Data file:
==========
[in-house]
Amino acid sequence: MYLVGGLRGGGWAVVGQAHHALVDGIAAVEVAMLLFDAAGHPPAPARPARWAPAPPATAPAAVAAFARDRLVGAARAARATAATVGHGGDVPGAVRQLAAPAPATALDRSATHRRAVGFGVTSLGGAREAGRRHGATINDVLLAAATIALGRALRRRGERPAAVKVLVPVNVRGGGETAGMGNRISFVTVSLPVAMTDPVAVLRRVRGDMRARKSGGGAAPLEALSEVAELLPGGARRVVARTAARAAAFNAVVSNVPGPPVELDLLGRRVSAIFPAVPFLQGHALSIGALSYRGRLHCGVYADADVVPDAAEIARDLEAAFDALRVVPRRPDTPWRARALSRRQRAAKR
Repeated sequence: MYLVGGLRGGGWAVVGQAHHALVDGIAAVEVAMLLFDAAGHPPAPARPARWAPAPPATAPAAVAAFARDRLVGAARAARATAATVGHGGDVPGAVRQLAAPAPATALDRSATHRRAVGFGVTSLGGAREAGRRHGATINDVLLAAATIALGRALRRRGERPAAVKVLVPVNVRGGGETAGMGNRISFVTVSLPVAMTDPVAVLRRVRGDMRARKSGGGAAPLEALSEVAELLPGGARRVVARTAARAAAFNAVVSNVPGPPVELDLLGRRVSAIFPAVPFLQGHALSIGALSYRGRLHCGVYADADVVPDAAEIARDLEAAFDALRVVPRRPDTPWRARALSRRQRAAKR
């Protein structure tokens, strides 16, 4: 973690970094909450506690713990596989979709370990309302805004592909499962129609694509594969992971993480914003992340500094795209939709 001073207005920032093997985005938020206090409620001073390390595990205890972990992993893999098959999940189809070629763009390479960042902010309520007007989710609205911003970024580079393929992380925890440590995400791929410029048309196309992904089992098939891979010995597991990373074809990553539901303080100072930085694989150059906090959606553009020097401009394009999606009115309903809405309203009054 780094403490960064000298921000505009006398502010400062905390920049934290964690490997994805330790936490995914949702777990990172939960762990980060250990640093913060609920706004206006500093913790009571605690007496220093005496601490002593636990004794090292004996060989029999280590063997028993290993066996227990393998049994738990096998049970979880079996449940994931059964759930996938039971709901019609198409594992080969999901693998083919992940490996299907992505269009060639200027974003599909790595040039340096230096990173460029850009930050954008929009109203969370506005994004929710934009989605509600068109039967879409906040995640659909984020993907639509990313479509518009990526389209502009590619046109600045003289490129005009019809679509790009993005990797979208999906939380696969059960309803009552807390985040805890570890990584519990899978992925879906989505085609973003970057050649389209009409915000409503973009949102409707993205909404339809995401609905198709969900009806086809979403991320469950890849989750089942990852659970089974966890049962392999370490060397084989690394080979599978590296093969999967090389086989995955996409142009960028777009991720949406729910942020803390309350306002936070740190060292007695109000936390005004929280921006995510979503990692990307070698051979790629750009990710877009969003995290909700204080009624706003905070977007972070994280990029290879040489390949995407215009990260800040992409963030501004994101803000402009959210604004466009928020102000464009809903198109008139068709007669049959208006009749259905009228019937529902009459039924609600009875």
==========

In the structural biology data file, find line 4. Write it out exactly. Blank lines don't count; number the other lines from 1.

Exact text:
């Protein structure tokens, strides 16, 4: 973690970094909450506690713990596989979709370990309302805004592909499962129609694509594969992971993480914003992340500094795209939709 001073207005920032093997985005938020206090409620001073390390595990205890972990992993893999098959999940189809070629763009390479960042902010309520007007989710609205911003970024580079393929992380925890440590995400791929410029048309196309992904089992098939891979010995597991990373074809990553539901303080100072930085694989150059906090959606553009020097401009394009999606009115309903809405309203009054 780094403490960064000298921000505009006398502010400062905390920049934290964690490997994805330790936490995914949702777990990172939960762990980060250990640093913060609920706004206006500093913790009571605690007496220093005496601490002593636990004794090292004996060989029999280590063997028993290993066996227990393998049994738990096998049970979880079996449940994931059964759930996938039971709901019609198409594992080969999901693998083919992940490996299907992505269009060639200027974003599909790595040039340096230096990173460029850009930050954008929009109203969370506005994004929710934009989605509600068109039967879409906040995640659909984020993907639509990313479509518009990526389209502009590619046109600045003289490129005009019809679509790009993005990797979208999906939380696969059960309803009552807390985040805890570890990584519990899978992925879906989505085609973003970057050649389209009409915000409503973009949102409707993205909404339809995401609905198709969900009806086809979403991320469950890849989750089942990852659970089974966890049962392999370490060397084989690394080979599978590296093969999967090389086989995955996409142009960028777009991720949406729910942020803390309350306002936070740190060292007695109000936390005004929280921006995510979503990692990307070698051979790629750009990710877009969003995290909700204080009624706003905070977007972070994280990029290879040489390949995407215009990260800040992409963030501004994101803000402009959210604004466009928020102000464009809903198109008139068709007669049959208006009749259905009228019937529902009459039924609600009875």